It takes a lot of people to keep McMurdo Station running. Everyone’s job is critical in this process, no matter what they do. Humans are not meant to survive in this place so we need shelter, special clothing, power, drinkable water, reliable transportation, etc. We rely on each other to keep things working and to stay alive. A lot of these jobs are not glamorous, yet they are done by really awesome people. They say McMurdo has more graduate students doing dishes than any place on earth. Where am I going with this you ask? Well, most people never get to leave McMurdo in the course of their jobs… in fact some never leave their building! The NSF and station management have outings or “morale trips” to ensure people get a chance to get out and see something off the station.
One of these trips is via snowmobiles to a place called “Room with a View” which is located on the flank of Mt Erebus. Since I am the Snowmobile Instructor, I had the pleasure of leading these trips and training the other guides. This is something I take very seriously as Antarctica can be extremely dangerous and conditions can change in a moments. Whiteouts can blind you and you can’t even tell which way is up. Crevasses can swallow you. Temperatures can cause frostbite, hypothermia, and death very quickly if you can’t seek shelter. Normally we don’t go outside if conditions are really bad, but sometimes weather moves in before you can get back to station. Because of that we keep “survival bags” with us at all times when off base. We also have very strict checkout procedures so that a search team can be called upon even if someone misses a check-in by a few minutes. I’m happy to say that I kept all my students safe all season.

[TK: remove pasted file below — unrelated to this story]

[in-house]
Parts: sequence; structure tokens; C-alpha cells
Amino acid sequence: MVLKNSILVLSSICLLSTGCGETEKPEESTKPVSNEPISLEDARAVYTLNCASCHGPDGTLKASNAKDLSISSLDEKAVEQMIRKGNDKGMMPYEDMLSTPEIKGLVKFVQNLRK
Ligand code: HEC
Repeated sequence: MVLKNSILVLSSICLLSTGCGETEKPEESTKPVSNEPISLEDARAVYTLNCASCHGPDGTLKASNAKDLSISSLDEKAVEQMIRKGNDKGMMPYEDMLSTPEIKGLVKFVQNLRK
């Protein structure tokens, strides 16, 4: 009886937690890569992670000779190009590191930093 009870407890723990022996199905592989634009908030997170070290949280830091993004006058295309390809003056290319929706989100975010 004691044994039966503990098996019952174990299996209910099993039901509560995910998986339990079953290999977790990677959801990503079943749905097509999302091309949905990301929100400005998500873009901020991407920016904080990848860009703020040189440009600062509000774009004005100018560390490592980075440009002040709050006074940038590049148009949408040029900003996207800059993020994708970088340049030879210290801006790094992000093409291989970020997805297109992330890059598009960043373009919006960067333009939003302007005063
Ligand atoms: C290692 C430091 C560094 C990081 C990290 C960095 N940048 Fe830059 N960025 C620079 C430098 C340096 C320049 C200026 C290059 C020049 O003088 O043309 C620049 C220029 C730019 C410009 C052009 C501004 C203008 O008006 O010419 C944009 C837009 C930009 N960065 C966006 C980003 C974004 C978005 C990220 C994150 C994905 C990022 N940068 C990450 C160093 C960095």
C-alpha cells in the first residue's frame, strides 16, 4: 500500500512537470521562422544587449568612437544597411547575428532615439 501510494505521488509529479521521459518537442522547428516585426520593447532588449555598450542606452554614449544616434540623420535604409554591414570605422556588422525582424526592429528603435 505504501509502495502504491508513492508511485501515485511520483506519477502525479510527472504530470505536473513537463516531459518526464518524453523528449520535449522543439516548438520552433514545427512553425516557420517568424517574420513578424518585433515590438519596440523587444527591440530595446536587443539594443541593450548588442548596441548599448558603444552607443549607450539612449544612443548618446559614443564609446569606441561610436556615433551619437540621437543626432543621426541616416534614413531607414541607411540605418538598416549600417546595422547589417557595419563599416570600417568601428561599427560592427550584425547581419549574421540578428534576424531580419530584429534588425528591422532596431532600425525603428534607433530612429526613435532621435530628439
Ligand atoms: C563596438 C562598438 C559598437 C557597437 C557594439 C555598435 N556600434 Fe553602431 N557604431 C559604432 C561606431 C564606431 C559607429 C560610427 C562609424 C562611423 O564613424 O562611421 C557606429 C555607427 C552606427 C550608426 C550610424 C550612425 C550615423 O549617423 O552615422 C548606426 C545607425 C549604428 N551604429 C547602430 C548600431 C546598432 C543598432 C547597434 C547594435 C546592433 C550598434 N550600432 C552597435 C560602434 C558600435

Looking down the Erebus Glacier Tongue in the frozen Ross Sea. The glacier tongue is where the glacier leaves land and is literally floating in the sea. The tongue floats out into the Ross Sea about 7+ miles. A couple years ago a 2 mile section of the tongue broke off and floated away when the annual ice melted. In the background you can see the Royal Society Mountain Range. The islands are Tent Island and Razorback from left to right.
This picture is looking down the peninsula with Mt. Discovery in the left background. The US Antarctic base McMurdo Station, and the New Zealand Scott Base are located at the end of the peninsula. On the left side of the peninsula is the Ross Ice Shelf, and on the right side is the Ross Sea. This is one of the most southern areas accessible by ship which is why Robert Falcon Scott chose this location for his Discovery Hut.
Cracks and crevasses in the snow on the side of Mt Erebus. These cracks are deceiving… they are actually large enough to swallow a house… and who knows how deep. The are opened up by snow/glaciers moving down Erebus and flowing over the uneven terrain below.
More crevasses in the side of Mt. Erebus. This side of Erebus is very deadly and not safe to travel on. The safer route up the volcano is on the opposite side.
Looking across the Ross Ice Shelf near Windless Bight. It’s definitely not windless though… The winds can actually blow at hurricane forces out here. Antarctica is the windiest, coldest, driest, and highest mean elevation continent on Earth. The snow/ice just keeps going and going and going. Distances are very deceiving and are actually much further than they appear. This part of the ice shelf moves up to 400 ft per year.
A storm moving in quickly on Room with a View. When it hit you couldn’t see more than a few feet in any direction.
A group cartwheel session on the route to “Room With A View”. I am on the far right in the blue jacket. This pic was taken on my birthday which is why I’m wearing the Birthday Boy cape!
Me in my birthday cape. I tried to fly, but it didn’t work.